Prime Minister Stephen Harper delivers a statement as U.S. President Barack Obama and Mexican President Felipe Calderon listen in the Rose Garden of the White House Monday, April 2, 2012 in Washington, D.C. Paul Chiasson/Canadian Press
Canadian Prime Minister Stephen Harper is expected to discuss plans for new visa arrangements when he meets with his U.S. and Mexican counterparts in Toluca, Mexico, tomorrow and Wednesday for the so-called Three Amigos summit.
Harper, U.S. President Barack Obama, and Mexican President Enrique Pena Nieto are scheduled for three-way talks covering areas of mutual interest.
At the top of the agenda for Mexico, reports say, are Canada's visa requirements for Mexican visitors. While the prime minister isn't expected to drop those barriers immediately, there may be some easing of the application process.
There are hopes that Canada and Mexico may agree sometime soon on "Nexus-style" travel permits that would allow legitimate travellers to visit participating countries with fewer restrictions.
Trade Minister Ed Fast, who is also travelling on Harper's plane, has been authorized by the federal cabinet to sign an expanded airline access agreement with Mexico, The Canadian Press reported today.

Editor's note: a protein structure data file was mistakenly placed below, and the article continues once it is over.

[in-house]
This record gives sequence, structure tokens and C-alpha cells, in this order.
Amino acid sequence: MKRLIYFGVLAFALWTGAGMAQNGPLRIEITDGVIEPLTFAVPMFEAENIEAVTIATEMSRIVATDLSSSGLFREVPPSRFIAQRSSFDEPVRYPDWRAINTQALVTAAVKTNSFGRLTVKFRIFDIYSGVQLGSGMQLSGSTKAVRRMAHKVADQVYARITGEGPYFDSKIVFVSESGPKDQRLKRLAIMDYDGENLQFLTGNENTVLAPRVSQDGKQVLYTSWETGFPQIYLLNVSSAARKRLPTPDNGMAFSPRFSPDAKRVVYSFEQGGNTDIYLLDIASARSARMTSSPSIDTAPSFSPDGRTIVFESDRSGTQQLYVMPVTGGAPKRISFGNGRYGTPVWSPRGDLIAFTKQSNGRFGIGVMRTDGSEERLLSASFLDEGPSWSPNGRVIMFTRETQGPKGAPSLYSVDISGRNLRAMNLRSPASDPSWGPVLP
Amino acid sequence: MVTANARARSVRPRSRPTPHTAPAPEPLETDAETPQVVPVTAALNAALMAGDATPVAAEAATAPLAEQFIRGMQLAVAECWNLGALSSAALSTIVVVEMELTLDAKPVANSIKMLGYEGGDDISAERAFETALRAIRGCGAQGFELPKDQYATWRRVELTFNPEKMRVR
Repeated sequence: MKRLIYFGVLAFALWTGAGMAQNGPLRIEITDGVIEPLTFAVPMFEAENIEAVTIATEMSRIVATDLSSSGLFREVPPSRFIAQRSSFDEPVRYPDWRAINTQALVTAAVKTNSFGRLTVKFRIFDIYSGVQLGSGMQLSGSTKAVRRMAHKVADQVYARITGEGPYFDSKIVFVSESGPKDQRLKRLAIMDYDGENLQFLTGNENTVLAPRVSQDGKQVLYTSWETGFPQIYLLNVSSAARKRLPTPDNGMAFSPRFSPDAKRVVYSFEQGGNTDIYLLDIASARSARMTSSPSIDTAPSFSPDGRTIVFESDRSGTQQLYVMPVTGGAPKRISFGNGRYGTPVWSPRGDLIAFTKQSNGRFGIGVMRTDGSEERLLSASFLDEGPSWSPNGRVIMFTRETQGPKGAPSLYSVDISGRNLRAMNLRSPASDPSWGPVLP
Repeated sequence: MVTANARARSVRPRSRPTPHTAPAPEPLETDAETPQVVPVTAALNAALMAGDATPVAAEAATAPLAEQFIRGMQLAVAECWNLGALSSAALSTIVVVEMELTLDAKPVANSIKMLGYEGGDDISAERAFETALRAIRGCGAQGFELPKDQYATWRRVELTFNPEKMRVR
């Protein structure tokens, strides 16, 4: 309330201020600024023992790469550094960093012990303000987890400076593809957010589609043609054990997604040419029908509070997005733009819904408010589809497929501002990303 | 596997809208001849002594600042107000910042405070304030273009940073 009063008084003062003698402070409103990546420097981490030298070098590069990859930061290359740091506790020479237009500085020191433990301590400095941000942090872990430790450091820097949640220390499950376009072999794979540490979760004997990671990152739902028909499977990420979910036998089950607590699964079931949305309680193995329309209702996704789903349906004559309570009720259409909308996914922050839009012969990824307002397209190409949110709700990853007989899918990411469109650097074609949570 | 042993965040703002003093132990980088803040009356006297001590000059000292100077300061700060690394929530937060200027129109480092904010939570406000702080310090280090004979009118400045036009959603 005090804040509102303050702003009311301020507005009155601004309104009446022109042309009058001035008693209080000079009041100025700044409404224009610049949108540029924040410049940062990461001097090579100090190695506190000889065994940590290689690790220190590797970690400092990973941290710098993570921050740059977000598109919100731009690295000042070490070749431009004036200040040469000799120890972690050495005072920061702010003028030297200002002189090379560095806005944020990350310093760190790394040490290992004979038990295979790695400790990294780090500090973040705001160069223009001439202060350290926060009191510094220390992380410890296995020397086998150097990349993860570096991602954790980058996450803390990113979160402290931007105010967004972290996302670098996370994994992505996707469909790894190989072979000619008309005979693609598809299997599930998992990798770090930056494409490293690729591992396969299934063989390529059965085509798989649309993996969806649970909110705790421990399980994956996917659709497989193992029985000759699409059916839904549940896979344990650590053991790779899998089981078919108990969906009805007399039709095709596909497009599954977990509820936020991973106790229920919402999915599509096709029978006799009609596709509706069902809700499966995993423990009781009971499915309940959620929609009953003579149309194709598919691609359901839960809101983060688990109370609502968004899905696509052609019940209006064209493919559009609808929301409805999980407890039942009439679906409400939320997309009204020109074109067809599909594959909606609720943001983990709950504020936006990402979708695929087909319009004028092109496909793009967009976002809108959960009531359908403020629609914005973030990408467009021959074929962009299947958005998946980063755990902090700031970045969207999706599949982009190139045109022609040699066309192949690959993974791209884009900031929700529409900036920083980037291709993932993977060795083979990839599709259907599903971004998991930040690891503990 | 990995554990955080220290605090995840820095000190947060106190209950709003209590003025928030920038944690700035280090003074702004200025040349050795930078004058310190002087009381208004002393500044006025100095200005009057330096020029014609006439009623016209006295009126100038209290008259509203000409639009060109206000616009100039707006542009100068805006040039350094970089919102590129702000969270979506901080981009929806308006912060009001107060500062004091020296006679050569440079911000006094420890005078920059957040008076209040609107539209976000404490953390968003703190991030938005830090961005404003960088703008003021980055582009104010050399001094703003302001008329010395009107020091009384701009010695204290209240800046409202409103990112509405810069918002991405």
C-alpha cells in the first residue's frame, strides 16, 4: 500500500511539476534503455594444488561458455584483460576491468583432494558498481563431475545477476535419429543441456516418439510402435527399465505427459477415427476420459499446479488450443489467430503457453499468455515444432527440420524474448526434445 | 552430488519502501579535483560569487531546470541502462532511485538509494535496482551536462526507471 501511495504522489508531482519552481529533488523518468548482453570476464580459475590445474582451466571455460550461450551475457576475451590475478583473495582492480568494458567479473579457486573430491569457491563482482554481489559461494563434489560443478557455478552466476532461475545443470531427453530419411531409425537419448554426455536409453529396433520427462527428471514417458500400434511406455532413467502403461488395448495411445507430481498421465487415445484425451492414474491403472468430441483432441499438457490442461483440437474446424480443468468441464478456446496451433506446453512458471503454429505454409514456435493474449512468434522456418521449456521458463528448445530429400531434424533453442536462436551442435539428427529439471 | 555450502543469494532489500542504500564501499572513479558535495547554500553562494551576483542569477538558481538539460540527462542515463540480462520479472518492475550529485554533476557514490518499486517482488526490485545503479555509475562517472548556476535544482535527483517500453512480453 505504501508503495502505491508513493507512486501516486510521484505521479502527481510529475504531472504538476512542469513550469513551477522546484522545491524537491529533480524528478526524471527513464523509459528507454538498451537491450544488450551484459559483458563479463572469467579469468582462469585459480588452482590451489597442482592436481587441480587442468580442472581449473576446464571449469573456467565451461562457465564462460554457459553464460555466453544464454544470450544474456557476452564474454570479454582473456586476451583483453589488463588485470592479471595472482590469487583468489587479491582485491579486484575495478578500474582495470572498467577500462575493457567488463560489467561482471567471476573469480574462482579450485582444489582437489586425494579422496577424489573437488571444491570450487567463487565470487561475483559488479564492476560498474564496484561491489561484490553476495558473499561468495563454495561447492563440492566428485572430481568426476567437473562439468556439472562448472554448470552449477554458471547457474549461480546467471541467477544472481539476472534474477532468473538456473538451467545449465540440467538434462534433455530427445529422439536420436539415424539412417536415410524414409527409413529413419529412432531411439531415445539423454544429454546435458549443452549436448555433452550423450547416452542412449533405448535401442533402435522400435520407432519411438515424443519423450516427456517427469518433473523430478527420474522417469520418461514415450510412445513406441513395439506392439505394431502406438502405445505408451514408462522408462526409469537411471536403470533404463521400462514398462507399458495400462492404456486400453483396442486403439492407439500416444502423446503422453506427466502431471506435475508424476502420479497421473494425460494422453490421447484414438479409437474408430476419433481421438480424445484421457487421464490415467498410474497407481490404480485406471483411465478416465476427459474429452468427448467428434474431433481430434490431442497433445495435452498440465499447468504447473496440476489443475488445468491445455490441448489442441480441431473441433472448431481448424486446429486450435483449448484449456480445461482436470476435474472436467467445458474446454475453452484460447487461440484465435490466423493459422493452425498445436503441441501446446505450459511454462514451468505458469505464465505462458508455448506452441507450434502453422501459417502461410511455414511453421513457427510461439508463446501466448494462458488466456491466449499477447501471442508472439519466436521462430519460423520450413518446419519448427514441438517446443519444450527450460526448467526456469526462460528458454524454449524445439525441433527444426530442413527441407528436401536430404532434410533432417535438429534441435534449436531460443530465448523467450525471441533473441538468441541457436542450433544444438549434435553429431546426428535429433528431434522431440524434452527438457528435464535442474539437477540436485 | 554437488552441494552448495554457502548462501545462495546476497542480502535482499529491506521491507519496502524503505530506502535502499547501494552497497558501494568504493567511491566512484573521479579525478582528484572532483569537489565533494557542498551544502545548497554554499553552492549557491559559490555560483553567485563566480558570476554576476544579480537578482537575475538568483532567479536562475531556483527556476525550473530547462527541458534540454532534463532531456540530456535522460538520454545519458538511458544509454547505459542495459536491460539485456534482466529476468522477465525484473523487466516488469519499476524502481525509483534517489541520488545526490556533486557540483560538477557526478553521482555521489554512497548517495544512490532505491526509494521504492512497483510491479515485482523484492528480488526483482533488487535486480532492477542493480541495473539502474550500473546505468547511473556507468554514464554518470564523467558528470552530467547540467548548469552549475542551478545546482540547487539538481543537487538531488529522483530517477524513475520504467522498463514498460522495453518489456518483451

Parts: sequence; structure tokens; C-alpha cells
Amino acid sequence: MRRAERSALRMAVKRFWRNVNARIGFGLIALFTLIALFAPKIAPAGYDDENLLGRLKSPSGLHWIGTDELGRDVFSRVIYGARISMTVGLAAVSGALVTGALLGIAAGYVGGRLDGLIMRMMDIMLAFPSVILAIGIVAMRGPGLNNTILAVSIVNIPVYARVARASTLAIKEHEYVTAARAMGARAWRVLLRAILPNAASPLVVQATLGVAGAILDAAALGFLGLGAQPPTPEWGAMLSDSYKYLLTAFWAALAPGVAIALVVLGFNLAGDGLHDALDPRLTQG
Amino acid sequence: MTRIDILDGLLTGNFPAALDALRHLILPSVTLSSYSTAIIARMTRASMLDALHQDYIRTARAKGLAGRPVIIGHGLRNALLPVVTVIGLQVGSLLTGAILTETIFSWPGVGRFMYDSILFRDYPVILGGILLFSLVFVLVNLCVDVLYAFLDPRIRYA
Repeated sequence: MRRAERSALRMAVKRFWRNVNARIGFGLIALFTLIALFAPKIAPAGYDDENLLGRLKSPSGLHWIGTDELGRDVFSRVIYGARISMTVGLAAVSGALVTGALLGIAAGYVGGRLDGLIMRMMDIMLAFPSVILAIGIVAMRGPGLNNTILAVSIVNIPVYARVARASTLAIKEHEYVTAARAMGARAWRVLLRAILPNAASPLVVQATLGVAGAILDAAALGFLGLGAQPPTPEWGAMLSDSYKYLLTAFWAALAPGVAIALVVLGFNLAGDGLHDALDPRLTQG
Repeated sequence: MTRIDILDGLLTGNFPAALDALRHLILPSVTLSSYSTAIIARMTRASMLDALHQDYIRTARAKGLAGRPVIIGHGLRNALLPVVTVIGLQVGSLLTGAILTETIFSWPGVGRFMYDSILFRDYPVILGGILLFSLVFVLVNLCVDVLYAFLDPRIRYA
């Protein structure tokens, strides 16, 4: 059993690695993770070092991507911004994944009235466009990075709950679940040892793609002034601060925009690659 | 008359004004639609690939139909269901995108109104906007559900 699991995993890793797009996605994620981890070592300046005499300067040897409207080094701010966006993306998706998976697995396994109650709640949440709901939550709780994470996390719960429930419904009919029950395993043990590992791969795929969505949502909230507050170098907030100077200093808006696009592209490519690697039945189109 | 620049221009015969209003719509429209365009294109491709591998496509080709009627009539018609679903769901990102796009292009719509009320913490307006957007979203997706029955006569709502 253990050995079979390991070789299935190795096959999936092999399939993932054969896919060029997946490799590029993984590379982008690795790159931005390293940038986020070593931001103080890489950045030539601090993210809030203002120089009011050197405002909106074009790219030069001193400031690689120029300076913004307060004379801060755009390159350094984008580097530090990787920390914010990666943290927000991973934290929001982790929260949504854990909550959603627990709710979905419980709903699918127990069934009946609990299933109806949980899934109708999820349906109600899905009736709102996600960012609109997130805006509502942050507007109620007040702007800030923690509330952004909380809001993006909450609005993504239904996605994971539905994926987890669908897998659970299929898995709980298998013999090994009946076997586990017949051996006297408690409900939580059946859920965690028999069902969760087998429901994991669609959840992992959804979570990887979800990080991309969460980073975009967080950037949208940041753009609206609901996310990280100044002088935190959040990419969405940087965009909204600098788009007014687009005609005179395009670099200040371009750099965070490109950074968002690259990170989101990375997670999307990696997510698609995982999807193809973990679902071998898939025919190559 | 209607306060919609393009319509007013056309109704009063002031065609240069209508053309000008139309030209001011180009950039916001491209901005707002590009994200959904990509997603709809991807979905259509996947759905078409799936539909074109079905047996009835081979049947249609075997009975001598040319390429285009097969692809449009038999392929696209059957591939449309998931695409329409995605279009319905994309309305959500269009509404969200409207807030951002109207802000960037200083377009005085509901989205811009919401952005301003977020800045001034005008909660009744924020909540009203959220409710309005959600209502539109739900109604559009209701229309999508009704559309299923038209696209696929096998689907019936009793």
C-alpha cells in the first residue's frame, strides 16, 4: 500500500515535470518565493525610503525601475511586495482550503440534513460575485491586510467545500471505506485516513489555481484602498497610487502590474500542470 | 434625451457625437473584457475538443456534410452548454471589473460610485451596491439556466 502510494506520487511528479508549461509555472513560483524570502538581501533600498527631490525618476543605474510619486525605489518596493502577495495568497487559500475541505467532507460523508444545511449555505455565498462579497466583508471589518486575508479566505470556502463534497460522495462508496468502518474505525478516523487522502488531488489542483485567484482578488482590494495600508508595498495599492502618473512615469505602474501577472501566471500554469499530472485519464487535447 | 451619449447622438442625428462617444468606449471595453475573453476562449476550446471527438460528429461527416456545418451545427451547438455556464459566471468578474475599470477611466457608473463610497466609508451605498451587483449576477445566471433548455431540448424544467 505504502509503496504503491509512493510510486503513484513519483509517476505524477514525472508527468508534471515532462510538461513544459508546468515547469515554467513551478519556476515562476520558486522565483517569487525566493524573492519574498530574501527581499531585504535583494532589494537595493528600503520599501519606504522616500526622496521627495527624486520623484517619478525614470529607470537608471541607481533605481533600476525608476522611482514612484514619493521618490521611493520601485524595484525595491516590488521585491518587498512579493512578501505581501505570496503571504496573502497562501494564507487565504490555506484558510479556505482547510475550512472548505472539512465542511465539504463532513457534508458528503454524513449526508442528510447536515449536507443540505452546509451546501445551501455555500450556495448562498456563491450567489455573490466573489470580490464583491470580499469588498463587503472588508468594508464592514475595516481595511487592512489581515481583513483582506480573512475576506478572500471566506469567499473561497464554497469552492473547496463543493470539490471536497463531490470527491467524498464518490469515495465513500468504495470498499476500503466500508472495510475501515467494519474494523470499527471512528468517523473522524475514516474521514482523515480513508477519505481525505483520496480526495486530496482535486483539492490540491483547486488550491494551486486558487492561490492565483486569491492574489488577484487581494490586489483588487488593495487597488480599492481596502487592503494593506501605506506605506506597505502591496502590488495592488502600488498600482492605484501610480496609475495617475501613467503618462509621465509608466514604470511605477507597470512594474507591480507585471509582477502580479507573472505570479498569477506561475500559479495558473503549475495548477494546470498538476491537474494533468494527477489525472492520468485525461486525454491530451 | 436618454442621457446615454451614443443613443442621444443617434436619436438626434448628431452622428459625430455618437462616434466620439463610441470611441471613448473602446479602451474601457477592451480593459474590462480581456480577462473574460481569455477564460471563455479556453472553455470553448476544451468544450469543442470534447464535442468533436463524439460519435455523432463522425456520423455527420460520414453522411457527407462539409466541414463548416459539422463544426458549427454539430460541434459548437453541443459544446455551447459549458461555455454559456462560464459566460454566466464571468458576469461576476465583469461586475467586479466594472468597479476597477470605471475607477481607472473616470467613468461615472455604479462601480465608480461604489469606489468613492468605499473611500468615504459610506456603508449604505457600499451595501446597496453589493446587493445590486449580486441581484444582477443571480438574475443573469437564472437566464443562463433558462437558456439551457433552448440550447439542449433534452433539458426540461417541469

That agreement would allow Mexican airlines greater access to more cities, and Canadians more direct flights to Mexico.
The expanded air access would likely be a precursor to the Conservative government eventually lifting the controversial visa it slapped on Mexican travellers in 2009 to combat an increase of bogus asylum seekers, CP reported. Harper isn't expected to announce a lifting of the visa this week, but the two countries are hopeful the issue can be ironed out in the coming months.
Mexico is said to be very frustrated with Canada's refusal to drop visa restrictions for Mexicans visiting Canada.
"It's an insult to the 'new Mexico,'" Carlo Dade, director of the Canada West Foundation's Director of the Centre for Trade & Investment Policy, told CBC News.
"It's also against competitiveness. This isn't about Canada and Mexico. This is about North American competitiveness."
Harper could be in for disappointment, too, as Obama is unlikely to give him his long-awaited decision on the Keystone XL pipeline.
The formal name for the trilateral meeting is the North American Leaders’ Summit (NALS).
Previous summits were held in:
- Washington, D.C. (April 2012).
- Guadalajara, Mexico (August 2009).
- New Orleans (April 2008).
- Montebello, Que. (August 2007).
- Cancun (March 2006).
- Waco, Texas (March 2005).